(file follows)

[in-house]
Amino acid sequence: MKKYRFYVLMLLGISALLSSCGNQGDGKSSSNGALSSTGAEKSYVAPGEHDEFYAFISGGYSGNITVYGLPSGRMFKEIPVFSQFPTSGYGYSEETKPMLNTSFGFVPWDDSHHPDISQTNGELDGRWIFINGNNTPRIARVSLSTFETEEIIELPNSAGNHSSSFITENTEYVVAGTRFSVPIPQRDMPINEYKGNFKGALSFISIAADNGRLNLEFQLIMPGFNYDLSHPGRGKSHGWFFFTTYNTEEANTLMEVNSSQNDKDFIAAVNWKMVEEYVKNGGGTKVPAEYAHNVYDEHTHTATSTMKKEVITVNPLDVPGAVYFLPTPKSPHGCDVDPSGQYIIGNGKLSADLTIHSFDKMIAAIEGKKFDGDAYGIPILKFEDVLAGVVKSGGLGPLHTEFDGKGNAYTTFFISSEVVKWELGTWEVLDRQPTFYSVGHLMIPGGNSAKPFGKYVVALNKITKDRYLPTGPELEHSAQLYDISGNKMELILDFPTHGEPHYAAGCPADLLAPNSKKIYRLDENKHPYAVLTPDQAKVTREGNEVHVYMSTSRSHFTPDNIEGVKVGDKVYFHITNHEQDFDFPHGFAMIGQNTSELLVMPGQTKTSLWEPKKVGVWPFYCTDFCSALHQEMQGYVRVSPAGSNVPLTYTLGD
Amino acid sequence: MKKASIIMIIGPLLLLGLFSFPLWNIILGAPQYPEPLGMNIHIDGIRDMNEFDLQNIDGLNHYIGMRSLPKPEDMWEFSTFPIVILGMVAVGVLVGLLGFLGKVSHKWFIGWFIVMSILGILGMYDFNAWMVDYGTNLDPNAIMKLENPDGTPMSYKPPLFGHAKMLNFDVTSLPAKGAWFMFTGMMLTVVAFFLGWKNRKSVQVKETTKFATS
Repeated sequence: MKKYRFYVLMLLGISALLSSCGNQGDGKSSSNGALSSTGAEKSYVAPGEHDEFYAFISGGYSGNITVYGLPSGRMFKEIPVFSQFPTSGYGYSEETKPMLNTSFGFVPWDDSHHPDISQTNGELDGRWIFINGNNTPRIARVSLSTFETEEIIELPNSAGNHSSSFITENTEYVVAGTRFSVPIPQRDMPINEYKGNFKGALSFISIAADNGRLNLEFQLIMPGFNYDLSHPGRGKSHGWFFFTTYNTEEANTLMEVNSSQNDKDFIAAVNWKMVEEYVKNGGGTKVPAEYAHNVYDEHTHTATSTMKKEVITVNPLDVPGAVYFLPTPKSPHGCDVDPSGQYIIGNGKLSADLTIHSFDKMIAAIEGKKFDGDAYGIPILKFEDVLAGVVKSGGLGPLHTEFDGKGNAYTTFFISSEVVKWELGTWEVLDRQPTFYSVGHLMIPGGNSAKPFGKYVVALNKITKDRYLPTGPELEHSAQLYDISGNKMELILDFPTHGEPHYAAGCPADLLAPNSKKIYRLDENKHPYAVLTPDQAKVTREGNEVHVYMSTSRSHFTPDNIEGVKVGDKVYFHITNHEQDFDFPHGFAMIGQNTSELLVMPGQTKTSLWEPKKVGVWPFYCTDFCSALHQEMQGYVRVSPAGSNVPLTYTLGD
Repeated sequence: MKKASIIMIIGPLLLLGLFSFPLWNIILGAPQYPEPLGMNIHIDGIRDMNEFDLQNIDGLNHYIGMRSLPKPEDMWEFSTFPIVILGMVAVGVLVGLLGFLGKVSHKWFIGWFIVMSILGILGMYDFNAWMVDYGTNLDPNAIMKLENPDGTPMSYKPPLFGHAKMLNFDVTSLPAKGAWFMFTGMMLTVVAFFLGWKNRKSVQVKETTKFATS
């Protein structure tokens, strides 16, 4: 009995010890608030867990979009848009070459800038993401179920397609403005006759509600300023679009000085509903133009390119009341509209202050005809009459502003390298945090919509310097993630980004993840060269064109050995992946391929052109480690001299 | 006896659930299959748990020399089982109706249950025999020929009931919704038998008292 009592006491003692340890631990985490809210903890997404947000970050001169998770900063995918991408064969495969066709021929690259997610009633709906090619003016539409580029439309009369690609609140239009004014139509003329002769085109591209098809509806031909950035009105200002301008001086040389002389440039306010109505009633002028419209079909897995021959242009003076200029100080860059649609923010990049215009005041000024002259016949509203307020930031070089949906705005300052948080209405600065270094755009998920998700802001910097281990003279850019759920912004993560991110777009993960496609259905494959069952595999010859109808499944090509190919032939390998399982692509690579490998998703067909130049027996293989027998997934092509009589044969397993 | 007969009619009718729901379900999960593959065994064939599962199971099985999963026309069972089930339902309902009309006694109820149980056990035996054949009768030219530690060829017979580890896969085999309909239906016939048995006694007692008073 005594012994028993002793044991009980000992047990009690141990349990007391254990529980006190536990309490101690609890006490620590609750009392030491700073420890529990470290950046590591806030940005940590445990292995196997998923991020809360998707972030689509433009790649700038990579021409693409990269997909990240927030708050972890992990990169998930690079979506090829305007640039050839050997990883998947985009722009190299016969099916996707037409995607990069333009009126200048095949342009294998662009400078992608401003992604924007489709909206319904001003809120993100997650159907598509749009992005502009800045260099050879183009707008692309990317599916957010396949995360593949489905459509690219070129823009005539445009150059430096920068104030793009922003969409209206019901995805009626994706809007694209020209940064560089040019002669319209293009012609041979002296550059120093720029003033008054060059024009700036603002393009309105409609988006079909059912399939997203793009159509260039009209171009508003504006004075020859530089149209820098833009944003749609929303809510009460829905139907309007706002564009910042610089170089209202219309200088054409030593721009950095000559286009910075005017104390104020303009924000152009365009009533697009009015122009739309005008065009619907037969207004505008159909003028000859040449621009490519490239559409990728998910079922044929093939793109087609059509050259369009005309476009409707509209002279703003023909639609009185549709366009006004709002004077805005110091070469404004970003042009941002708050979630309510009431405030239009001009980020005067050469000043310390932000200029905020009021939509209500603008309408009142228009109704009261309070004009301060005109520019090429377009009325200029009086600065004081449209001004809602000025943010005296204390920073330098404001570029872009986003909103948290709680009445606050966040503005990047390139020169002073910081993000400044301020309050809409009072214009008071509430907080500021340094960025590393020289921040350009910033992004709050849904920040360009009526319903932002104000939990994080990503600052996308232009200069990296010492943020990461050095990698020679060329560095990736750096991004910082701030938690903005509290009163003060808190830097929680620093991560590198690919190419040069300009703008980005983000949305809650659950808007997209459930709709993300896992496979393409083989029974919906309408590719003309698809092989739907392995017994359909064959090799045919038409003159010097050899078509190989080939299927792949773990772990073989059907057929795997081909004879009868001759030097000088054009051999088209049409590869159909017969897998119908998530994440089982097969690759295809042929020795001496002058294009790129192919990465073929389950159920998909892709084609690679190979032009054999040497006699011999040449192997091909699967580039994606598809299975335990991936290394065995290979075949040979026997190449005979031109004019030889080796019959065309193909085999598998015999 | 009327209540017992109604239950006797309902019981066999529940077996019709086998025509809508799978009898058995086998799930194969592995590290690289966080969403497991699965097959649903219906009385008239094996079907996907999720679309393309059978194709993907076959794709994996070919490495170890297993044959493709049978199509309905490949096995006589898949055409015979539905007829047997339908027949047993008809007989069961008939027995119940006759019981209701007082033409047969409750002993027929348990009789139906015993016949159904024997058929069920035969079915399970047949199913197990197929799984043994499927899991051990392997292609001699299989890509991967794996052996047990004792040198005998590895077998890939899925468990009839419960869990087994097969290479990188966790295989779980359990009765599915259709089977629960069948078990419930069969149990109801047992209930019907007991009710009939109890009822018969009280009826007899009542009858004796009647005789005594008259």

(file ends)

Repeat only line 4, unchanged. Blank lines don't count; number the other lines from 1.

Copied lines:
Repeated sequence: MKKYRFYVLMLLGISALLSSCGNQGDGKSSSNGALSSTGAEKSYVAPGEHDEFYAFISGGYSGNITVYGLPSGRMFKEIPVFSQFPTSGYGYSEETKPMLNTSFGFVPWDDSHHPDISQTNGELDGRWIFINGNNTPRIARVSLSTFETEEIIELPNSAGNHSSSFITENTEYVVAGTRFSVPIPQRDMPINEYKGNFKGALSFISIAADNGRLNLEFQLIMPGFNYDLSHPGRGKSHGWFFFTTYNTEEANTLMEVNSSQNDKDFIAAVNWKMVEEYVKNGGGTKVPAEYAHNVYDEHTHTATSTMKKEVITVNPLDVPGAVYFLPTPKSPHGCDVDPSGQYIIGNGKLSADLTIHSFDKMIAAIEGKKFDGDAYGIPILKFEDVLAGVVKSGGLGPLHTEFDGKGNAYTTFFISSEVVKWELGTWEVLDRQPTFYSVGHLMIPGGNSAKPFGKYVVALNKITKDRYLPTGPELEHSAQLYDISGNKMELILDFPTHGEPHYAAGCPADLLAPNSKKIYRLDENKHPYAVLTPDQAKVTREGNEVHVYMSTSRSHFTPDNIEGVKVGDKVYFHITNHEQDFDFPHGFAMIGQNTSELLVMPGQTKTSLWEPKKVGVWPFYCTDFCSALHQEMQGYVRVSPAGSNVPLTYTLGD